However, if you have opened an old paint tin to find that it has separated, it doesn’t always mean it is off. This is because it can still be used if it returns to its original consistency.

How To Rescue Separated Paint?

If the paint has been stored correctly and doesn’t smell, you may be able to rescue it.

In the photos below, we rescued an emulsion paint that had separated, and we did this by simply giving it a good stir until it returned to the original consistency. We then used it for touch-ups, and the colour match was the same as when it was first used.

does paint go off

Edward Bailey/DIY Works
can paint go off

Edward Bailey/DIY Works

It’s important to note that if you attempt to use separated paint without properly remixing it, you might experience problems such as uneven colour, streaks, poor coverage and adhesion issues.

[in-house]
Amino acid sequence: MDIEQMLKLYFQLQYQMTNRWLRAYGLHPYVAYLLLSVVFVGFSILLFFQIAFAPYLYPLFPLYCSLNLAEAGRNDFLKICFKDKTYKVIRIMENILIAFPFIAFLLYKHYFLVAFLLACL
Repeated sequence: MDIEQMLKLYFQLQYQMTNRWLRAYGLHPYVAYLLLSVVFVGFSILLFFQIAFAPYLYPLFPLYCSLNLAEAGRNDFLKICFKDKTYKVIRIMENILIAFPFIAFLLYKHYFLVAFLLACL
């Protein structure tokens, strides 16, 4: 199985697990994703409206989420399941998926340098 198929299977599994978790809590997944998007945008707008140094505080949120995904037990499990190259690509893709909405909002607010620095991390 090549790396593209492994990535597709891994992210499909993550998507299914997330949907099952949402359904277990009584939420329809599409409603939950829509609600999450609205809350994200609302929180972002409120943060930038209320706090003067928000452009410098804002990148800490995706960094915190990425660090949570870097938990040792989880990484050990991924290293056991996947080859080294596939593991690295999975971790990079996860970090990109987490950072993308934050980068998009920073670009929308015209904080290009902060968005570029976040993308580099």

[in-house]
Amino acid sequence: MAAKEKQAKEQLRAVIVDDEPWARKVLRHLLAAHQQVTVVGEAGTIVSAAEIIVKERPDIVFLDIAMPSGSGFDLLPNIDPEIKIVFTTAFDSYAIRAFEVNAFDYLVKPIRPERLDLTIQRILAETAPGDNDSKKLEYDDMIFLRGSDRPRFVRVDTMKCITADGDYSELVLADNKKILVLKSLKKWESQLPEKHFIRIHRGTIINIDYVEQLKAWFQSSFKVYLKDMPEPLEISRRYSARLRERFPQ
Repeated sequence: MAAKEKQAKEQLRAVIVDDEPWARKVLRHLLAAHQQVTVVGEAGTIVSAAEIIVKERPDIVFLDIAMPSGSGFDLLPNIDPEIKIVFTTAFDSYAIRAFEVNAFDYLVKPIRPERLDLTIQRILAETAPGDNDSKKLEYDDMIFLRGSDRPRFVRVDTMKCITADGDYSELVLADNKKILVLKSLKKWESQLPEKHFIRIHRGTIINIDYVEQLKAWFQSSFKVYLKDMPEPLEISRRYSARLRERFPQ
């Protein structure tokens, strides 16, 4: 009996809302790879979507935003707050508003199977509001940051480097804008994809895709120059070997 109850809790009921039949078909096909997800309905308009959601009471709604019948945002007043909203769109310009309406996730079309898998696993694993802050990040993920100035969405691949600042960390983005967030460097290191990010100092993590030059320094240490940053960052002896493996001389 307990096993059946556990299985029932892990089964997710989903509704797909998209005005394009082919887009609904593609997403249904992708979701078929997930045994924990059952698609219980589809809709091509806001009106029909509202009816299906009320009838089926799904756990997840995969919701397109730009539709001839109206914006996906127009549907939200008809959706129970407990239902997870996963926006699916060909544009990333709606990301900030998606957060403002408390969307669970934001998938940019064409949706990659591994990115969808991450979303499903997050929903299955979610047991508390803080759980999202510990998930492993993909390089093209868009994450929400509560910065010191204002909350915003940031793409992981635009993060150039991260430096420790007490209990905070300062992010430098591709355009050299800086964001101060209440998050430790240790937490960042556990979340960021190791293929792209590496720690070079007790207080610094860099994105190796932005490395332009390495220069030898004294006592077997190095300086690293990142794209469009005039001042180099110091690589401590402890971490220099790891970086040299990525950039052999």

How To Dispose of Old Paint

If you are anything like the team at DIY Works, you probably go through a lot of paint, and you may need to dispose of old paint quite regularly. As you can probably imagine, you shouldn’t simply pour it down the sink. Instead, you should dispose of old paint at your local waste recycling centre, where most have a section dedicated to paint.

However, before disposing of the paint, you may want to consider keeping it for any touch-ups. For example, if you have half a tin of gloss paint, it can be very handy to have some leftover for tidying up scruffs, scrapes and defects in the paint. Alternatively, you may want to consider donating it to a Facebook group or neighbourhood-based community portal.

Conclusion

Reusing old paint is a great way to save money and perform touch-ups without buying new paint. However, to make the most of old paint, you must store it correctly and avoid using it if it has gone bad.

As a general rule, you should expect most oil and water-based paints to last a few years, but if you are using other paints, such as chalk paint, it may only last one year at best.

Hopefully, our guide on how long paint lasts has answered all your questions, but if not, feel free to get in touch, and we will try to provide our assistance where possible.